FIGURE 1
www.frontiersin.org

FIGURE 1. An example of a random parcellation of 250 nodes generated with our algorithm (inset) and the corresponding parcel-size distribution.

TABLE 1
www.frontiersin.org

TABLE 1. Characteristics of the random parcellation generated with our algorithm.

Structural Network

Statistical Distribution of the Global Metrics

The distributions of some network metrics from 400 trials of the random parcellations with N = 278 are shown in Figure 2. A Lilliefors test showed that the distributions are not significantly different from a normal distribution. Table 2 listed variations of six global network metrics associated with parcellation, along with those between MRI scans, and those induced by inter-subject variability. The parcellation-related variations are much smaller for five of the six global metrics compared with within subject differences and between subject differences.

FIGURE 2
www.frontiersin.org

FIGURE 2. Example of the distribution of six global metrics from the PBS network analysis of one subject. The results were from 400 random parcellation networks.

TABLE 2
www.frontiersin.org

TABLE 2. Variation of six global network metrics associated with parcellation, between MRI scans, and between subjects.

Intra-Class Correlation Coefficient

The computed ICC results and statistics are listed in Table 3, comparing different methods for six global network metrics. For all global metrics, the ICC of the mean of global network metrics from PBS is always higher than the mean ICC computed when taking each PBS sampling as one template. Five of the six global metrics show higher ICC from PBS than using the Shen atlas.

TABLE 3
www.frontiersin.org

TABLE 3. Comparison of ICC of different methods for six global network metrics.

Fingerprint of Functional Network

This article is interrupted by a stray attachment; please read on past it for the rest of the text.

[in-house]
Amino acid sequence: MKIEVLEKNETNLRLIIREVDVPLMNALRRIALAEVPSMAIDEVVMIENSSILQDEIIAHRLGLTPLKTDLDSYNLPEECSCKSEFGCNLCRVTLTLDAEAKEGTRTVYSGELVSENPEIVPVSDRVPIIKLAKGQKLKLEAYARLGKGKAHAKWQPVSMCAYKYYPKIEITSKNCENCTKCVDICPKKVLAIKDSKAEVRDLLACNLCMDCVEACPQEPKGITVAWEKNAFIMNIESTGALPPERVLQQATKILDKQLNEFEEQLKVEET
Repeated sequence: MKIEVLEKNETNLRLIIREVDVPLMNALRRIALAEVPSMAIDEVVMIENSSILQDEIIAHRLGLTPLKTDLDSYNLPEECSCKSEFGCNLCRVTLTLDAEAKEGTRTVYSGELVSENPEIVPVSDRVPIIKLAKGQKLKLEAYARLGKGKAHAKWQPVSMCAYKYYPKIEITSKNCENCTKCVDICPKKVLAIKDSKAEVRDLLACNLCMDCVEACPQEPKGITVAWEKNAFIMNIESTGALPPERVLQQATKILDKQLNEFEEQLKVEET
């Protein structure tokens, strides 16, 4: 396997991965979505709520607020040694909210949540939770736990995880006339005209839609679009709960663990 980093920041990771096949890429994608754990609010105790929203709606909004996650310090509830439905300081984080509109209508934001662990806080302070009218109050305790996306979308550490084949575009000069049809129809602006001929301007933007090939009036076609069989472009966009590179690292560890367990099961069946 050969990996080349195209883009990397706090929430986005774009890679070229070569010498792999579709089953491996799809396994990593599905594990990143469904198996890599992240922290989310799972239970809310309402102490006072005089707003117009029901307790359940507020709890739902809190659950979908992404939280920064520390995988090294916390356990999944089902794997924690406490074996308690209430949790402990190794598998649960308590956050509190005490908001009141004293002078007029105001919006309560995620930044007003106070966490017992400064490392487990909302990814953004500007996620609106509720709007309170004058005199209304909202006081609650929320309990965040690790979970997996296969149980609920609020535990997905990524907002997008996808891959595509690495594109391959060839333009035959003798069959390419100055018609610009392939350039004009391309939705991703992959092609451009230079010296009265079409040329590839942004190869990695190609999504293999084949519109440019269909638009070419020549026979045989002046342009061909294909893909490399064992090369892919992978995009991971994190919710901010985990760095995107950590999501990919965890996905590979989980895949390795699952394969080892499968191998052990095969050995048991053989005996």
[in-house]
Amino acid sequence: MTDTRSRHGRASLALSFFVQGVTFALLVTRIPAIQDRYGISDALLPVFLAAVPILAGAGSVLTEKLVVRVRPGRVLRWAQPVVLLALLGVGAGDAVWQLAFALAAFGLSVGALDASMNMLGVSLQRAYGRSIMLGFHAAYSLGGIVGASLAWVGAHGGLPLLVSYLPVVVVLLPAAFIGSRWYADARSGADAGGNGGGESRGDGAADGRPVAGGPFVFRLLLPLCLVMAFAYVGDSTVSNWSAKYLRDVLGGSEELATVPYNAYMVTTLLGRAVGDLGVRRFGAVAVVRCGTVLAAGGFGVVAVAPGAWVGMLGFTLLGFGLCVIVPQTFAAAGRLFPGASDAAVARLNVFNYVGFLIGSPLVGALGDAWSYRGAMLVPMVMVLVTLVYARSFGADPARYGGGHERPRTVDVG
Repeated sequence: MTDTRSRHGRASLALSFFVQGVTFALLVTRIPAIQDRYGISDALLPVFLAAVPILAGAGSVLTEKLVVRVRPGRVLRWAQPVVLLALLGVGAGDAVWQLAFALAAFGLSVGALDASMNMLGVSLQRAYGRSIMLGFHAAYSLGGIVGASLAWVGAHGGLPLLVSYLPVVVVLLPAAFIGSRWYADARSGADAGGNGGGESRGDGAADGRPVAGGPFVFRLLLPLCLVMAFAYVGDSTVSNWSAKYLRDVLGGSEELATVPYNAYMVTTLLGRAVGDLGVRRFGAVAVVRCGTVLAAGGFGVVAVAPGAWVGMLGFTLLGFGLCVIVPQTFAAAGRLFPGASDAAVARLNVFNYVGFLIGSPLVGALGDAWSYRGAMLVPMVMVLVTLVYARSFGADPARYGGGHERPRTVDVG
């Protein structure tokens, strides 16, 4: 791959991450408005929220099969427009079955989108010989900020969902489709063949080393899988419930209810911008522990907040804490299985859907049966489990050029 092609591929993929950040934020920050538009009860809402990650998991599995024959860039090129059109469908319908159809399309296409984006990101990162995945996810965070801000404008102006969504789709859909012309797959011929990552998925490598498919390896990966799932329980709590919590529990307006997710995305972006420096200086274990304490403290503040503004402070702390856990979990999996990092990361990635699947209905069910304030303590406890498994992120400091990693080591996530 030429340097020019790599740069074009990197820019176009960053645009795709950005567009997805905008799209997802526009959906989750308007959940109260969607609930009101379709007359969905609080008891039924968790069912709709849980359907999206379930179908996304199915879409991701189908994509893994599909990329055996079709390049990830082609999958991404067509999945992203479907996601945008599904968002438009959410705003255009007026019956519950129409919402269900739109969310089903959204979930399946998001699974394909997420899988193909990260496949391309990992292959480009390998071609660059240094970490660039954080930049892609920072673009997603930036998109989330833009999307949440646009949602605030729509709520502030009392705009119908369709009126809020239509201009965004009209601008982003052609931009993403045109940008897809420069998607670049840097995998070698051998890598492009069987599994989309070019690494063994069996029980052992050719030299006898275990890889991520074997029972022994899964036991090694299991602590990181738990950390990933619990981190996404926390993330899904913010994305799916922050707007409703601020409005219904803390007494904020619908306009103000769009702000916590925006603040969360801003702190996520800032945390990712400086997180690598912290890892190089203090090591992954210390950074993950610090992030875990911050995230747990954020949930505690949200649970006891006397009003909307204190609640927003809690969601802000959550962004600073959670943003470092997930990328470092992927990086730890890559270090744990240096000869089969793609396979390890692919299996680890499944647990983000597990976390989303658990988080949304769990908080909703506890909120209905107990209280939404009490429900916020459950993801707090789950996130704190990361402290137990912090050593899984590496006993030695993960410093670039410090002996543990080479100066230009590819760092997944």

Samples of 400 PBS were obtained for each subject per resting session. Each PBS random parcellation generates a FC matrix and the corresponding mean FC, an example of the distribution of the mean FC from 400 PBS samples is shown in Figure 3A. The standard deviation of this distribution for all subjects is (2.05 ± 0.67) × 10-3 for REST1 and (1.89 ± 0.58) × 10-3 for REST2. The mean FC values of all subjects in REST1 and REST2 along with their differences are plotted in Figure 3B. Figure 3B shows that for some subjects, the mean FC value can be dramatically different between REST1 and REST2, compared with the mean standard deviation. Figure 4 displays the correlation matrix of the inter-subject mFCV. This correlation matrix represents the likelihood between subjects in terms of the coherence of change of mean FC with parcellation. By searching for the maximum value corresponding to row index or column index, prediction accuracy is 0.885 from 1 to 2 and 0.897 from 2 to 1. The prediction accuracy is a function of the sampling number as shown in Figure 5. As the number of samples is decreased from 400 to 110, the accuracy drops to around 0.8. This accuracy is comparable to the method directly comparing network matrix from a single parcellation, as shown in Figure 6. Using the Shen atlas, the prediction rate is 82.6% from REST2 to REST1 and 83.7% from REST1 to REST2.